We're seeing caution on the US open on Wednesday, as the final votes are counted in Georgia and the Democrats head for an unlikely double win.
The victory means the Senate is split, handing an effective majority to the Democrats who now control all three chambers. While that doesn't mean life will now be easy for incoming President Joe Biden, it will certainly be far less prohibitive and enable the party to deliver on more of their campaign promises, albeit not without disruption along the way.
Stock markets are holding up fairly well considering this was seen as the least desirable outcome, given Biden's promises on tax and regulation, in particular, but a big old stimulus may sweeten the deal. The Nasdaq isn't having its finest start to the year, which isn't surprising, but under the grand scheme of things, it's doing fine.
What was a little surprising earlier in the session was that, despite the US 10-year yield rising above 1% in anticipation of another sizeable spending package, the dollar continued to struggle and gold was holding its ground. Although that has since shifted, with the dollar now slightly higher on the day and gold off almost one percent.
All things considered, this week is shaping up to be a big win for the Democrats, bringing an end to an election they should have done even better in. There'll likely be more drama as President Trump refuses to accept defeat, along with a surprising number of allies in the House and Senate, but that shouldn't have an bearing on events two weeks today.
Attention will likely remain firmly on the US this week, with the Fed minutes this evening the next point of interest. The central bank played the waiting game in December and will be very pleased that Congress eventually decided to assist with some of the heavy lifting, although I'm sure it will be hoping more help will soon be on the way. The situation in the country continues to deteriorate though so it may still be a matter of when, rather than if.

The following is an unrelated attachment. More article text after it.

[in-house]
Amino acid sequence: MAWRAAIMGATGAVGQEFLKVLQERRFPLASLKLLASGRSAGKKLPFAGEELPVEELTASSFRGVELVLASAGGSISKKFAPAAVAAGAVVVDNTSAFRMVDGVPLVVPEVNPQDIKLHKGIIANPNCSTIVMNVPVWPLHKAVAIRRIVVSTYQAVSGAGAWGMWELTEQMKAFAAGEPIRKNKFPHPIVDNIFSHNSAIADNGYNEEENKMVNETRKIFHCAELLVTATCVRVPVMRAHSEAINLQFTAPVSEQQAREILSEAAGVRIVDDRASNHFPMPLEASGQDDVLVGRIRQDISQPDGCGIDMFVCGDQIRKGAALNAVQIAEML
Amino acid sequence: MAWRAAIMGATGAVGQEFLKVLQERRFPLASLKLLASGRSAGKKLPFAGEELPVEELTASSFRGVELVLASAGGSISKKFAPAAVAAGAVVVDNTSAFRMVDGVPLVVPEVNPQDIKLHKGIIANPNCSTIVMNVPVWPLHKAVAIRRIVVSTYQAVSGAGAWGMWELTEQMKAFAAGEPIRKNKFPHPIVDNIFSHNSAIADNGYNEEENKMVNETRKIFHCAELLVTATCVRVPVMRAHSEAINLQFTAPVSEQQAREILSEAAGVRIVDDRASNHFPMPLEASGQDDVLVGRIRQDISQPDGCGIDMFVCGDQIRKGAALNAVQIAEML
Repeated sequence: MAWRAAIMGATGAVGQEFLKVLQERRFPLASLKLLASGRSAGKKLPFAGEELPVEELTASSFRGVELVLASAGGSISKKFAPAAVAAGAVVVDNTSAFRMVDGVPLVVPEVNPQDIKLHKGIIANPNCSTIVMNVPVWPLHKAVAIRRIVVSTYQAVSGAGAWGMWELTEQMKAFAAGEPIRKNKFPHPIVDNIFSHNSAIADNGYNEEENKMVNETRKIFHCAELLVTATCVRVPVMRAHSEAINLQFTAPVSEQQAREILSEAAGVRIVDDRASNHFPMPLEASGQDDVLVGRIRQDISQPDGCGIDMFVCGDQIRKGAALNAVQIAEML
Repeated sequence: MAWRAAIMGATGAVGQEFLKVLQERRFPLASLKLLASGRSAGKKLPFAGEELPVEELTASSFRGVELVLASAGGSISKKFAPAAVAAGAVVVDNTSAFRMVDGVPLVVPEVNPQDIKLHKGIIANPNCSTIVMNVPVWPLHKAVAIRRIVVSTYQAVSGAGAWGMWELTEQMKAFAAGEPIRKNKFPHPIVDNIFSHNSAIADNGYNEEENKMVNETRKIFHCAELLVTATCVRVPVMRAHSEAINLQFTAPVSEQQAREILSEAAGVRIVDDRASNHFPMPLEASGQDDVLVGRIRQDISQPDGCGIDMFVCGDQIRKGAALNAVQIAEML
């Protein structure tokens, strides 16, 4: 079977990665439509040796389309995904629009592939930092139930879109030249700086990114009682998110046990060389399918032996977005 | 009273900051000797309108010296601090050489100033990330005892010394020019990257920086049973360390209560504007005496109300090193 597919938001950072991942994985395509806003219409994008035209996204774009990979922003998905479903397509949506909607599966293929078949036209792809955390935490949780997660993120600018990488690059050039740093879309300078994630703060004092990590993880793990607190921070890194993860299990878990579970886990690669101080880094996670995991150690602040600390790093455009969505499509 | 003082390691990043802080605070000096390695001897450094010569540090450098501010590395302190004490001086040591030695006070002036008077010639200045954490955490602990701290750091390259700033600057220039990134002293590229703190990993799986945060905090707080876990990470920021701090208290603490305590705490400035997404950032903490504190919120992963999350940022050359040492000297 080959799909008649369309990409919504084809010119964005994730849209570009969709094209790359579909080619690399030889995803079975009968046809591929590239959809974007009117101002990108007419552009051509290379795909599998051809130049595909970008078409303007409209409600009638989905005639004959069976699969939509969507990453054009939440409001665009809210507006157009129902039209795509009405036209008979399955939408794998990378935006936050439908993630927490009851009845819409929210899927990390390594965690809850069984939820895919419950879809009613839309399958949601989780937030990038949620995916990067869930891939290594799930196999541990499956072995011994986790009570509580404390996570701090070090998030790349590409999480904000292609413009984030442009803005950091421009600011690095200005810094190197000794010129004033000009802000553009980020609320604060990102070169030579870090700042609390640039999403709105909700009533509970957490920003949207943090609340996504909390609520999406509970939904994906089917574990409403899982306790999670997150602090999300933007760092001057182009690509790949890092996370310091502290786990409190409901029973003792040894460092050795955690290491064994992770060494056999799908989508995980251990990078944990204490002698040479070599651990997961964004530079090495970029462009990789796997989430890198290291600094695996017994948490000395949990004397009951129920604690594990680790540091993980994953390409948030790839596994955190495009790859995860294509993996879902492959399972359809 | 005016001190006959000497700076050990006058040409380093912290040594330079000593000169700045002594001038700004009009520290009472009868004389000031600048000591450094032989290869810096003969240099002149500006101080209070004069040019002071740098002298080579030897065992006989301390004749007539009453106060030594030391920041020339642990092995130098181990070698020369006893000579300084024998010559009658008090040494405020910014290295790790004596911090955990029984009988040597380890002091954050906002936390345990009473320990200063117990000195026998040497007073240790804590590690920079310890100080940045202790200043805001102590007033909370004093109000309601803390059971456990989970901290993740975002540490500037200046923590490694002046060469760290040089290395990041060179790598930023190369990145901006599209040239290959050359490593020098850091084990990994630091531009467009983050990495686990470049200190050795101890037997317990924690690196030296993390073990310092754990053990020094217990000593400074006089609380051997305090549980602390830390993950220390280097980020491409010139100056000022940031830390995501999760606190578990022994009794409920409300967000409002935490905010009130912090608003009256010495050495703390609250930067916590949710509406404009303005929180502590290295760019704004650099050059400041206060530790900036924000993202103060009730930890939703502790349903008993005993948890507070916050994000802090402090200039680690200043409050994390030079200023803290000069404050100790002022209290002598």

The jobs report on Friday will naturally be another key area of interest, although with a stimulus package passed before the end of the year, it may not quite pack the same punch. Less than 100,000 jobs are expected to have been added - although today's ADP suggests that may be very optimistic - while the unemployment rate is expected to tick higher, something we should see more off in the coming months.
Oil stabilizes after Saudi surprise
The outcome of the OPEC+ meeting was a welcome surprise for the oil markets, with Russia and Kazakhstan sharing a small increase in production of 75,000 but Saudi Arabia committing to a one million barrel per day cut. So not only will there be no effective increase but the outcome represents a substantial cut.
That saw oil prices rally strongly on Tuesday, which initially carried over into today as well, before once again paring back. With WTI still hanging around $50, where it continues to see significant resistance, I do wonder whether this is an asset now primed for a correction of some kind.
It's been on a remarkable run and there's now a lot of good news heavily priced in. Given the challenges facing the economy in the coming weeks and months, near-term downside risks may soon mount.
Gold gives up early gains
Gold prices have seen some interesting swings on Wednesday. The yellow metal was once again rallying earlier in the session, even as US yields were on the rise and the 10-year went above 1%. A softer US dollar was likely the culprit but with US stocks softer at the time, it was interesting to see the greenback remain out of favour.
Both changed course as we neared the open on Wall Street though and the dollar now finds itself up on the day, with gold just above $1,930 after dropping three quarters of one percent suddenly on seemingly very little news. Perhaps the reality of the situation just finally caught up with it after a strong start to the year, with some profit taking exacerbating the move.
A blue wave does represent a downside risk for gold given what a major stimulus package could mean for inflation and US interest rates, hence the 10-year moving back above 1%. It may be fine margins in the Senate but it's still a majority and one the Democrats need.
Bitcoin rebounds a measly 25%
Bitcoin made new highs again today, this time moving above $36,000, only two days after slipping close to $29,000. A roughly 25% rebound when very little has happened is just what happens in bitcoin and I don't think anyone would be surprised to see the price above $40,000 by the end of the week, even $50,000 by the end of the month. Where does it end?